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Posted on Thu, Dec 6, 2012 : 5:58 a.m.

District analysis: Ann Arbor schools enrollment remains stable as Schools of Choice balances departures

By Danielle Arndt


The Ann Arbor school board heard a presentation on enrollment and capacity at Wednesday's regular meeting. The board hopes it will help shape future budget discussions. file photo

The final tally for the fall 2012 head count is in, and Ann Arbor schools ended up down three students from 2011.

Despite the small dip, the district’s numbers have remained fairly stagnant throughout the past decade, according to a report presented at Wednesday’s Board of Education meeting.

The report indicated Ann Arbor Public Schools has bucked the declining enrollment trend that is plaguing the rest of Washtenaw County and the state. In addition, the report revealed some shifts in the district’s ethnic groups, tapered growth at Skyline High School and a transient K-5 population.

From the 2007-08 to 2011-12 schools years, Michigan districts lost a combined 102,154 K-12 students. While flat enrollment totals are a positive, Ann Arbor schools are losing as many, if not more, students to charters than they are bringing in and more students than in previous years to Saline Area Schools.

The district’s Schools of Choice program also is not doing what school officials had hoped, which was to generate additional revenue. Rather it is just helping the district “play defense” or break even, as Board Secretary Andy Thomas said Wednesday.

Since Ann Arbor launched Schools of Choice in fall 2010, it has yielded 219 non-resident students enrolling in the district.

For the 2012-13 academic year, the district opened 170 seats to children in grades kindergarten through sixth. However, Wednesday’s report showed AAPS received 142 Schools of Choice applicants, resulting in 102 enrollees.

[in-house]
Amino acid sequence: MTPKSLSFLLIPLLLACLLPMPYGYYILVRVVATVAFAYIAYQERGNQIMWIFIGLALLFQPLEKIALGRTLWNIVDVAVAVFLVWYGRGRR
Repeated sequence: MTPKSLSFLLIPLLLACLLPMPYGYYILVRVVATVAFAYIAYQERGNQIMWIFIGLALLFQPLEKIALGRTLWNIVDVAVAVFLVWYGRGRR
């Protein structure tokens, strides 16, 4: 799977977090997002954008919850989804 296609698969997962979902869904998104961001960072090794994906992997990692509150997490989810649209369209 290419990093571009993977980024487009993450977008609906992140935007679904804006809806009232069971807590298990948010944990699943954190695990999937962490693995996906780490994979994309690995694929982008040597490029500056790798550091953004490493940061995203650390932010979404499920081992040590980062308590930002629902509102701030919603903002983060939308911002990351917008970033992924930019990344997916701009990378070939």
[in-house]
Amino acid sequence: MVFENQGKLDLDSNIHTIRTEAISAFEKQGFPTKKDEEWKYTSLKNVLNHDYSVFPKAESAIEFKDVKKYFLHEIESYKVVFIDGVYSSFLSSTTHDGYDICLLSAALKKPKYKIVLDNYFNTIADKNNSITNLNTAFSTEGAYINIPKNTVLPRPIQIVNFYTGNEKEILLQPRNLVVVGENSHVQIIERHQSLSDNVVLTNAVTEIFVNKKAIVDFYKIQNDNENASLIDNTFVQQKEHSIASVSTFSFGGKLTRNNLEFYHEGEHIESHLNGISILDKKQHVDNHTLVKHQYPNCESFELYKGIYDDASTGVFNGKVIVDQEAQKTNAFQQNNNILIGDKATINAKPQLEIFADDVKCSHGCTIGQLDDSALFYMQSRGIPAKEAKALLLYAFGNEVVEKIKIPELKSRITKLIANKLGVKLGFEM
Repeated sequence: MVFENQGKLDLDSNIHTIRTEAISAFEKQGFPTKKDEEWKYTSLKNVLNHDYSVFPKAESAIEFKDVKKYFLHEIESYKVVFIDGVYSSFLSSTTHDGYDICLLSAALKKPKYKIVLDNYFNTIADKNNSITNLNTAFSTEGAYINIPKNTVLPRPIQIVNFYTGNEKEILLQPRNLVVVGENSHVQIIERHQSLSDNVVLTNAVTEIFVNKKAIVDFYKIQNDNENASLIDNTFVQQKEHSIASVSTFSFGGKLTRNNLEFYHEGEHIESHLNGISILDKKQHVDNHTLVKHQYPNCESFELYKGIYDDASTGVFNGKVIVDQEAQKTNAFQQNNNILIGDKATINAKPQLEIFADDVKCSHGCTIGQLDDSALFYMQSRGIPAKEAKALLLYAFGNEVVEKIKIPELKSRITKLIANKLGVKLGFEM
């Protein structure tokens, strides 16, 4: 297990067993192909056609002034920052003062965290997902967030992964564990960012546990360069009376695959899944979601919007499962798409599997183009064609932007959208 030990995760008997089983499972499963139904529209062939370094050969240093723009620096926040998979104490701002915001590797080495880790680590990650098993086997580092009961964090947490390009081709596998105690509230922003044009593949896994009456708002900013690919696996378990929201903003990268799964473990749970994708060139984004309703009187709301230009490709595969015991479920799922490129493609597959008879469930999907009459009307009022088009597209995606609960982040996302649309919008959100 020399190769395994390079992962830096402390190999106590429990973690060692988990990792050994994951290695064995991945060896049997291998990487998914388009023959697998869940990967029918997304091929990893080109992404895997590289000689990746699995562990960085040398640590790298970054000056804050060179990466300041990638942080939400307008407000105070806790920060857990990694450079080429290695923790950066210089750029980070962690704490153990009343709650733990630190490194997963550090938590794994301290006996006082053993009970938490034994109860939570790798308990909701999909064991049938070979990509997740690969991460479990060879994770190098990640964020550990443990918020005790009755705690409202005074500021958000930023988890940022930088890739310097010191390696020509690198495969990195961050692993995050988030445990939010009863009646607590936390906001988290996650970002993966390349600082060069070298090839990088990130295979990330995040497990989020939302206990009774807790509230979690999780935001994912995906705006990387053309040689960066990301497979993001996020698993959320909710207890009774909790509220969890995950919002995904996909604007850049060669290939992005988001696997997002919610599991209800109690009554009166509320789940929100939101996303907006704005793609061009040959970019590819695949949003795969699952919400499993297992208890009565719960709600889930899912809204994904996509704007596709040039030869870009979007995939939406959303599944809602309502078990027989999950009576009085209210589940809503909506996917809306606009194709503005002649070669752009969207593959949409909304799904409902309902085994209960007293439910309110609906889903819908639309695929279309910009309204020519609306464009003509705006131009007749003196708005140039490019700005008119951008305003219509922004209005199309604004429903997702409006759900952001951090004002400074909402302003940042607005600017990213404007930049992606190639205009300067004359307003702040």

Non-resident children of employees account for more students than Schools of Choice. This year, 157 children of faculty attend the district, according to the report.

Jane Landefeld, director of student accounting and research services, attributed this to a couple of things. She said the district really only is just beginning to circulate communications on its Schools of Choice program. Also, based on her conversations with families, Landefeld said parents are applying at several different districts and then making the choice later after they’ve been accepted at multiple places.


Andy Thomas

However, she said the data shows: “Students who come to us through Schools of Choice are staying with us through Schools of Choice.”

Thomas was disappointed to see no net gain due to this program.

“We are losing out the back door what is coming in through the front door. … I am not at all happy with the whole Schools of Choice issue … but we probably have to do it as a defense mechanism,” he said.

Wednesday’s enrollment and facilities report is just one of a series of reports Superintendent Patricia Green has had her staff compile for the board since the beginning of the school year, her second year at the helm.

The new set of annual reports is among Green’s superintendent goals for this year. She said the reports are part of her and her cabinet’s work plan “to keep the public and the board informed on a wide array of topics we feel are important in planning for the future.”

Landefeld explained the annual fall count is rather time consuming. Students who have unexcused absences on Count Day have 10 days to return, she said, while students who have excused absences have 30 days.

She said the district spends about an eight-week period monitoring attendance and enrollment to prepare for the count, then it does the count and then there is about another eight-week period to vet the data and submit it to the state and the Washtenaw Intermediate School District. The WISD audits the numbers for all of the districts and charter schools in the county.